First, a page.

UNHCR Hanbook for the Protection of Women and Girls: This handbook, formally launched by the United Nations High Commissioner for Refugees in November 2009, was written specifically for UNHCR but contains a lot of material that is used by UNHCR partners, eg, CARE or the Kenyan Refugee Network, and that could be of use to local parishes, for example, the chapters on 'Strengthening participation of women and girls', 'Working with men and boys', etc. The handbook is included in interactive CD-Roms available from UNHCR in French, Spanish and Arabic.
The Ujamaa Centre for Biblical and Theological Community Development and Research in Southern Africa has some excellent resources for contextual bible study, including a Contextual Bible Study Manual on Gender-Based Violence (associated with the Tamar Campaign which works primarily with women and young girls who are the survivors of gender violence, but also addresses male socialization), and a PowerPoint presentation on Redemptive Masculinities.
Addressing Conflict-Related Sexual Violence: An Analytical Inventory of Peacekeeping Practice - This UN document captures innovative strategies by peacekeepers, from firewood patrols in Darfur, to market escorts, night patrols and early-warning systems in DRC, or rehabilitating civilian infrastructure in Haiti. It describes direct and indirect tactical efforts to combat sexual violence and sets out a checklist of emerging elements for an effective strategic response.
Religions for Peace: Restoring Dignity, A Toolkit for Religious communities to end Violence against Women - This excellent Toolkit includes sections on the various forms of violence against women; the intersection of violence against women with HIV/AIDS, poverty, war and conflict; education and awareness; prevention; advocacy, and other vital issues in upholding the God-given dignity of women and men.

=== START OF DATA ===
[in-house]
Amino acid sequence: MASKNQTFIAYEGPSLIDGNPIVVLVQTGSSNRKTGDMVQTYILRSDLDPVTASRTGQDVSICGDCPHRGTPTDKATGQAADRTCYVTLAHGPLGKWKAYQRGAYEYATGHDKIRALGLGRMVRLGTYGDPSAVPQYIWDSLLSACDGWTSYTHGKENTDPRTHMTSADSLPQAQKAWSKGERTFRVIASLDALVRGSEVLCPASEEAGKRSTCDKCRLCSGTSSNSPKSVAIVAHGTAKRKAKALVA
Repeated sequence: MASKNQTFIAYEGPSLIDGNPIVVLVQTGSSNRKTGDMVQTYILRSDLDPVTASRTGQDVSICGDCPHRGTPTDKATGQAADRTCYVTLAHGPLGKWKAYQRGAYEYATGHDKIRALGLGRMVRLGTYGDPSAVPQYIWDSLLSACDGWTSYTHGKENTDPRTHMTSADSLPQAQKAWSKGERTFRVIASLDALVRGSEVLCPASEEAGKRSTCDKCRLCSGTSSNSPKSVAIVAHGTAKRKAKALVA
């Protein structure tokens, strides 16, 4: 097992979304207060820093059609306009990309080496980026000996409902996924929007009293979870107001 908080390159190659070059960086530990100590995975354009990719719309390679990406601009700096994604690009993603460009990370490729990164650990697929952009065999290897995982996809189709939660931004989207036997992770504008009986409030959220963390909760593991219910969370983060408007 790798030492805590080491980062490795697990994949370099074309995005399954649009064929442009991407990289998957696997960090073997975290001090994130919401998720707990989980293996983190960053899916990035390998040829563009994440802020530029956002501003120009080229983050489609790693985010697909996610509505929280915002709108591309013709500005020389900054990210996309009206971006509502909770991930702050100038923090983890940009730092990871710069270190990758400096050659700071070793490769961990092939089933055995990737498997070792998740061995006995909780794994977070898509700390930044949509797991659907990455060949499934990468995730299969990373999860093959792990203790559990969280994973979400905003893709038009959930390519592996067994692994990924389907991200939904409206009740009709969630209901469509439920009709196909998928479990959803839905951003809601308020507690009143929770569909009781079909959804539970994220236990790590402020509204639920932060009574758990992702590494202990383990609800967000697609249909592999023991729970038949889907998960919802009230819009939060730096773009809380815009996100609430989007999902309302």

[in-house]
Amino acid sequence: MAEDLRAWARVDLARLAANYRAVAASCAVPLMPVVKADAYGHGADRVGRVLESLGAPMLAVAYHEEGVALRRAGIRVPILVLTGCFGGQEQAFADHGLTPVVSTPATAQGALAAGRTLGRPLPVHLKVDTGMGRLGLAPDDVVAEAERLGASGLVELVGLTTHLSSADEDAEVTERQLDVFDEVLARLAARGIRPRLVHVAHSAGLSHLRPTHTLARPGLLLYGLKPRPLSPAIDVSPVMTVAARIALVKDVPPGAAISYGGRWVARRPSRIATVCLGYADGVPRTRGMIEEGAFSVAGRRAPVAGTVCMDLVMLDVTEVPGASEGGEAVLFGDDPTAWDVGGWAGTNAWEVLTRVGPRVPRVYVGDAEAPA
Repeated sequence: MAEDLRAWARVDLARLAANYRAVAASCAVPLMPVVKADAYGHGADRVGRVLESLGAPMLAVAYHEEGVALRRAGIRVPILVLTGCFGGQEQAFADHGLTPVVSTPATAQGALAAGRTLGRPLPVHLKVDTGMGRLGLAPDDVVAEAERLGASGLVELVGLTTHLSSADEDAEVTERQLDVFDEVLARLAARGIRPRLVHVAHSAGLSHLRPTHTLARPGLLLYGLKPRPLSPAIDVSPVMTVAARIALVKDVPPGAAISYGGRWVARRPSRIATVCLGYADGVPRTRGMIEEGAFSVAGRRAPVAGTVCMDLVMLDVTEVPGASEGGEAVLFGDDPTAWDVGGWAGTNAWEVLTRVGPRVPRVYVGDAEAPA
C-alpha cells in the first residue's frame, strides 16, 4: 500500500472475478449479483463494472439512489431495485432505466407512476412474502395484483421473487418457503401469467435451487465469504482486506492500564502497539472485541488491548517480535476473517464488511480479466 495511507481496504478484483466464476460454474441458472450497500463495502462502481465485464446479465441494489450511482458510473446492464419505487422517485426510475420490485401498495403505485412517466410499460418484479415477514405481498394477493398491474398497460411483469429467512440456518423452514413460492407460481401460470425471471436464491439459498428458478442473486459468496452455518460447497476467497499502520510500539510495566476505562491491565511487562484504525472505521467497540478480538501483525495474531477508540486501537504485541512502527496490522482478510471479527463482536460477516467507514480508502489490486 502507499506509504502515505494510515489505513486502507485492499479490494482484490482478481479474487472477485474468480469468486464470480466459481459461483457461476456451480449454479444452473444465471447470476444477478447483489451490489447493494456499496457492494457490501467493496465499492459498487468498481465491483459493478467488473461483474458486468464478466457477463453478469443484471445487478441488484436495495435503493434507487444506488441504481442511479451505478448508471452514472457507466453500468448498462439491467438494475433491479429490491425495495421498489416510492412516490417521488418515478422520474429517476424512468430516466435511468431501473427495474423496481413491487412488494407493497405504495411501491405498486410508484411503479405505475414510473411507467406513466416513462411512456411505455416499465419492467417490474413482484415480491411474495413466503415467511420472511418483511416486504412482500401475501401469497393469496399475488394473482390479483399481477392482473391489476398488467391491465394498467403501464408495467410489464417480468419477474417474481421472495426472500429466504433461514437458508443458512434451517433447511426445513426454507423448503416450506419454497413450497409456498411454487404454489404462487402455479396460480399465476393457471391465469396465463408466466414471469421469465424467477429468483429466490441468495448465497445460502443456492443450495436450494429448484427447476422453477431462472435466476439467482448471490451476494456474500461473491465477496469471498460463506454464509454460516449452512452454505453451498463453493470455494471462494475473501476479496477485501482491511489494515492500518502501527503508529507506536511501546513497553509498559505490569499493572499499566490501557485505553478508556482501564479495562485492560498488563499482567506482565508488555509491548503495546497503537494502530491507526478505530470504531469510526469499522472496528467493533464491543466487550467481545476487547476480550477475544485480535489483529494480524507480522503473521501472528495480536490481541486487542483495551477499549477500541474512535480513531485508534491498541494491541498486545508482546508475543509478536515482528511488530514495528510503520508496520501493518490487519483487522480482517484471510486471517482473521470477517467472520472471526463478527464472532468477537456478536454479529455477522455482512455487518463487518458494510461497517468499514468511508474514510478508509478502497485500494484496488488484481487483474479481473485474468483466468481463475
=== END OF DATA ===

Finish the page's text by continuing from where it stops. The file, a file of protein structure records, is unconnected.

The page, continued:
Preventing intimate partner and sexual violence against women
This document produced by the World Health Organization Departments of Reproductive Health and Research and Violence and Injury Prevention and Disability, and the London School of Hygiene and Tropical Medicine, provides a planning framework for developing policies and programmes for the prevention of intimate partner and sexual violence. The manual is built around a life-course perspective that recognises how infant and early childhood experiences influence the likelihood of later becoming a perpetrator or victim of intimate partner and sexual violence.
Domestic Violence Handbook: For clergy and pastoral workers
This handbook published by the Joint Churches Domestic Violence Prevention Programme in South Australia describes the forms and patterns of domestic violence, explodes some of the myths, and offers guidelines for clergy and lay workers in responding to domestic violence.
The Joint Churches Domestic Violence Project (JCDVPP)
was established in 1991 in South Australia in response to the needs of victims and perpetrators of domestic Violence in the Church and community. It was in recognition of the fact that in many instances, those needs were being inadequately or inappropriately addressed by the Church. JCDVPP seeks to address the problem by raising the awareness of clergy and lay people through the publication of literature and workshops. The Resources section of their web site includes leaflets, courses, DVDs and other resources to assist clergy and lay workers in training or responding to domestic violence in their church or community.
Created in God's Image: From Hegemony to Partnership
This set of guidelines for discussion, theological reflection and bible study, was developed by the World Council of Churches and the World Communion of Reformed Churches and aims to strengthen men's role in ending gender violence. It provides an inclusive approach for men to participate in transforming gender relations which produces male violence.